The Chilmark Free Public Library maintains a fascinating record of this unique community in their historical archives. As it turns out, The American School for the Deaf (ASD) founded in Hartford CT in 1817 included many students from Martha’s Vineyard who used MVSL as their primary form of communication.
Chronicled in Nora Ellen Groce’s scholarly but accessible book Everyone Here Spoke Sign Language, up to a few decades ago Chilmark was something akin to a Deaf utopia where both Deaf and hearing members of the community freely used sign language as a primary communication vehicle. People moving into Chilmark from the outside often ended up learning MVSL in order to fit in and indeed there was high acceptance of this communication tool. Most important in examining this fascinating story is the truth that being Deaf was never considered a handicap.
The Chilmark library’s archives note they are, “lucky to have documents of their evocative memories, and to enjoy their stories of how children signed behind a schoolteacher’s back; adults signed to one another during church sermons; farmers signed to their children across a wide field; and how fishermen signed to each other from their boats.”
However, over a seventy-year span, members of the Deaf community began to attend off-island schools, got married and settled in other places so that eventually many of these Vineyard natives either left or passed away. This absorbing piece of cultural history can be further explored through newspaper and magazine articles, a recent YouTube video and the archives of the Chilmark Free Public Library’s historical archives.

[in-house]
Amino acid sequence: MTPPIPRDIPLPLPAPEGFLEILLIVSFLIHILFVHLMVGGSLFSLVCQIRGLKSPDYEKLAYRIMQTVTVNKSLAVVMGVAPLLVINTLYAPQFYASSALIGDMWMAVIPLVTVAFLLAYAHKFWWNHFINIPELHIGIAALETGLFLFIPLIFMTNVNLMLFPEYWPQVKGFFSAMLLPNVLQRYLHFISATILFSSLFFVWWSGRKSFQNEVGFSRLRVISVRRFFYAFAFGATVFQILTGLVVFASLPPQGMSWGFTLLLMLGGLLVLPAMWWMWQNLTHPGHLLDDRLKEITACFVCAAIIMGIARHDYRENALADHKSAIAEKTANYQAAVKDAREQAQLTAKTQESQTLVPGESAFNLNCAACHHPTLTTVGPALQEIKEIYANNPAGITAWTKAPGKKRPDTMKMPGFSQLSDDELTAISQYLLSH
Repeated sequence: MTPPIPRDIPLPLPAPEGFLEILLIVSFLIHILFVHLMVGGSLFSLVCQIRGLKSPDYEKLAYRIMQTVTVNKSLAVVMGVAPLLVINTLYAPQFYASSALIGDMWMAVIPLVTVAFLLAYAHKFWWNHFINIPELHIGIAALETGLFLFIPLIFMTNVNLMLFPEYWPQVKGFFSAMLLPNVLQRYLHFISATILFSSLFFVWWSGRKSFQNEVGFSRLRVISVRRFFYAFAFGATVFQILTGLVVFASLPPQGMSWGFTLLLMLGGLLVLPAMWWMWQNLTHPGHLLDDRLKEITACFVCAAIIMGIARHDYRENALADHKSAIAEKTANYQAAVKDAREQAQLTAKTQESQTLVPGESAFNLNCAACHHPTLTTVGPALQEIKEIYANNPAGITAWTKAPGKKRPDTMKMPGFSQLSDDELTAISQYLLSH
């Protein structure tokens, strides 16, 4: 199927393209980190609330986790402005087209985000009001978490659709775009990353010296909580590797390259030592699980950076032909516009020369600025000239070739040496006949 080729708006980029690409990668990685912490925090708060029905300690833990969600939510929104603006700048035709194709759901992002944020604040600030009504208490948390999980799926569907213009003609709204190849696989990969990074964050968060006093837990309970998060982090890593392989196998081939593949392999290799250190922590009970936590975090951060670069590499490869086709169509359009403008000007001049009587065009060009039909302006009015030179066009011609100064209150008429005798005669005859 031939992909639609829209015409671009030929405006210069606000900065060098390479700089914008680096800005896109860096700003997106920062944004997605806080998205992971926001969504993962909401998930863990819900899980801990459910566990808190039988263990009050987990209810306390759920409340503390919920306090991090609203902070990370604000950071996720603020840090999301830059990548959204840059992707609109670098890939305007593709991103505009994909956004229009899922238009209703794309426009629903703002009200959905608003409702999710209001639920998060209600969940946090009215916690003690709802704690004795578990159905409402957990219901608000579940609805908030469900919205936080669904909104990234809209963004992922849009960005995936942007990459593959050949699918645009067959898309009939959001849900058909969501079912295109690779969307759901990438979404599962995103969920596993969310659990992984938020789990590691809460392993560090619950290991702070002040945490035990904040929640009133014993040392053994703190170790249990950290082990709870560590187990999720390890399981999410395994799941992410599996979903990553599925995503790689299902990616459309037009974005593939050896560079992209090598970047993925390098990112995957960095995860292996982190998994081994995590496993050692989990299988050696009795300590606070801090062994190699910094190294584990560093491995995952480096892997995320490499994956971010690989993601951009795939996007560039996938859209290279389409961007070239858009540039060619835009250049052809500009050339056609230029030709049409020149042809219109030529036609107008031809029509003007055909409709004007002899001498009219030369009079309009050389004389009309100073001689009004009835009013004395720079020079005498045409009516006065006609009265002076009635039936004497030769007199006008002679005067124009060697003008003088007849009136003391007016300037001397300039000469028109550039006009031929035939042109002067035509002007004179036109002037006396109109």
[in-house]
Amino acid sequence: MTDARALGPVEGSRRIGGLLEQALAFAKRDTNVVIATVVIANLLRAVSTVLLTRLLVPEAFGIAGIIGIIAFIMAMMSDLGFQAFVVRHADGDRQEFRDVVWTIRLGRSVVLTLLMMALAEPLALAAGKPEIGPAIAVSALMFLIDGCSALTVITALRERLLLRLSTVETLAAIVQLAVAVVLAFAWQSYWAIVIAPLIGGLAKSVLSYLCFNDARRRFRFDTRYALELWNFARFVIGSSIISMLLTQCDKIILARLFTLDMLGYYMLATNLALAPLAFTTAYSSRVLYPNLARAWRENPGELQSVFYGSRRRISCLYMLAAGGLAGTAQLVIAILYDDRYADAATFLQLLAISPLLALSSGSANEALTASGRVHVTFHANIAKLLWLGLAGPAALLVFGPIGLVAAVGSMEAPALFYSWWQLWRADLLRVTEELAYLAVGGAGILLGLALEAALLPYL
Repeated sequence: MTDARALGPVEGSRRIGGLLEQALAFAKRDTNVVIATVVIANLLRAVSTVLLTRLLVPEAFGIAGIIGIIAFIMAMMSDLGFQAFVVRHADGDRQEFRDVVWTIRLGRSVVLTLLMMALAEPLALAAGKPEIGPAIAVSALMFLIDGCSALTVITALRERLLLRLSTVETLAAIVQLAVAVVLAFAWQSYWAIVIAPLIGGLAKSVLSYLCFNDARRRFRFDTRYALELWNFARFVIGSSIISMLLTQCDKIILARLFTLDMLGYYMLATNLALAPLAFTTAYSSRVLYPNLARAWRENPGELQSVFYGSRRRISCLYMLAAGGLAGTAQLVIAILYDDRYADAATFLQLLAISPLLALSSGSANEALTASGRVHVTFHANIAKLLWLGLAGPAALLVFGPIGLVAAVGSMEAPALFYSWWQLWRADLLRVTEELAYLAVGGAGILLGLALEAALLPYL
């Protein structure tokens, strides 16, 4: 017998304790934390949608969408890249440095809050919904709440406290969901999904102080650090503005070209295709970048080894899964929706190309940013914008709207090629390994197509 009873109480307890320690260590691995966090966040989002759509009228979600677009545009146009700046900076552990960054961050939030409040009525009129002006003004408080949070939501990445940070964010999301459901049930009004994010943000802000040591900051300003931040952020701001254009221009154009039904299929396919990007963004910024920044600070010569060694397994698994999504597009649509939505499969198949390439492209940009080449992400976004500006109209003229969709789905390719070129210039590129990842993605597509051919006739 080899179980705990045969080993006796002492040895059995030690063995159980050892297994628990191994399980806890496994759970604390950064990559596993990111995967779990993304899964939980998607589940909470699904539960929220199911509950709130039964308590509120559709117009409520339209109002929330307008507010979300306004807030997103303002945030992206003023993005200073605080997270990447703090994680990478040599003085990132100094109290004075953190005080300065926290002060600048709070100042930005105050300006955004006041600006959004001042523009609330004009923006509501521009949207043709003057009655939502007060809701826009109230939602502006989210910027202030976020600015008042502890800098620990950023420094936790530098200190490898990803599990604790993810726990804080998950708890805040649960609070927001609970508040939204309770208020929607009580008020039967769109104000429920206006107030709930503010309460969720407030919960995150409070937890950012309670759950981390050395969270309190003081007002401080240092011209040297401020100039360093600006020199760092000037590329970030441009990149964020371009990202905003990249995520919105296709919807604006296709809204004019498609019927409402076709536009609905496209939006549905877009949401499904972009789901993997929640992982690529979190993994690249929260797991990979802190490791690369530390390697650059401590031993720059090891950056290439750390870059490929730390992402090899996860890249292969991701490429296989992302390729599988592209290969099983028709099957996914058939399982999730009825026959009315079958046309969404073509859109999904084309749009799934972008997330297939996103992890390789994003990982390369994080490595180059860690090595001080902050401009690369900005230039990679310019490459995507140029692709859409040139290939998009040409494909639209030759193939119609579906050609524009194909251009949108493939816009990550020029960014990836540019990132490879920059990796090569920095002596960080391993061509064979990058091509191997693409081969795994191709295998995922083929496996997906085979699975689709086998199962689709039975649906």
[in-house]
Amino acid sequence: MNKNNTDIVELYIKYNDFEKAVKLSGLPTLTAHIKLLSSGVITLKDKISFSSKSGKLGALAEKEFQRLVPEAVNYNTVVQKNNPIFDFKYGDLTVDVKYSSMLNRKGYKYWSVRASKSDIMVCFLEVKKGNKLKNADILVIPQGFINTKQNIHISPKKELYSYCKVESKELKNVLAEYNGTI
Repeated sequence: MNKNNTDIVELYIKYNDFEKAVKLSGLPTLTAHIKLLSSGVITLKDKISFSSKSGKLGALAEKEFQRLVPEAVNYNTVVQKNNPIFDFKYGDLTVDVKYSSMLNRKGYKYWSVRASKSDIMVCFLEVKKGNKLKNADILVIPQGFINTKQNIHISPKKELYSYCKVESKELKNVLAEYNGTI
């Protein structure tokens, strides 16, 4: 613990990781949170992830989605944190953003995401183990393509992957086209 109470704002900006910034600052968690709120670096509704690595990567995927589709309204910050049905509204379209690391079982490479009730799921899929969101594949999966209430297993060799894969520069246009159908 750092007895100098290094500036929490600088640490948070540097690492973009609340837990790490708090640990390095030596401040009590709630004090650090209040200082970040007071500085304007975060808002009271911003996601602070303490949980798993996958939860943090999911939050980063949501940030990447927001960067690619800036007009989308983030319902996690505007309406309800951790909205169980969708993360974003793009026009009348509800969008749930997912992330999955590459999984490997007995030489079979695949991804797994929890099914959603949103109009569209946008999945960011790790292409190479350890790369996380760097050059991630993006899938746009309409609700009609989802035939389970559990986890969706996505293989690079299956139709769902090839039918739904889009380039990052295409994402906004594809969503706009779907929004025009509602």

Groce, Nora Ellen .Everyone Here Spoke Sign Language: Hereditary Deafness on Martha’s Vineyard. Harvard University Press, 1995.
Vineyard Poole-Nash, Joan (April 3, 2014). Martha’s Vineyard Sign Language (MSVL) of the past (Public lecture/YouTube video). Fall River, Massachusetts: Bristol Community College. https://www.youtube.com/watch?v=o_euOAP8asw
Shopping for Statewide Databases : Chasing the Best Value for the Commonwealth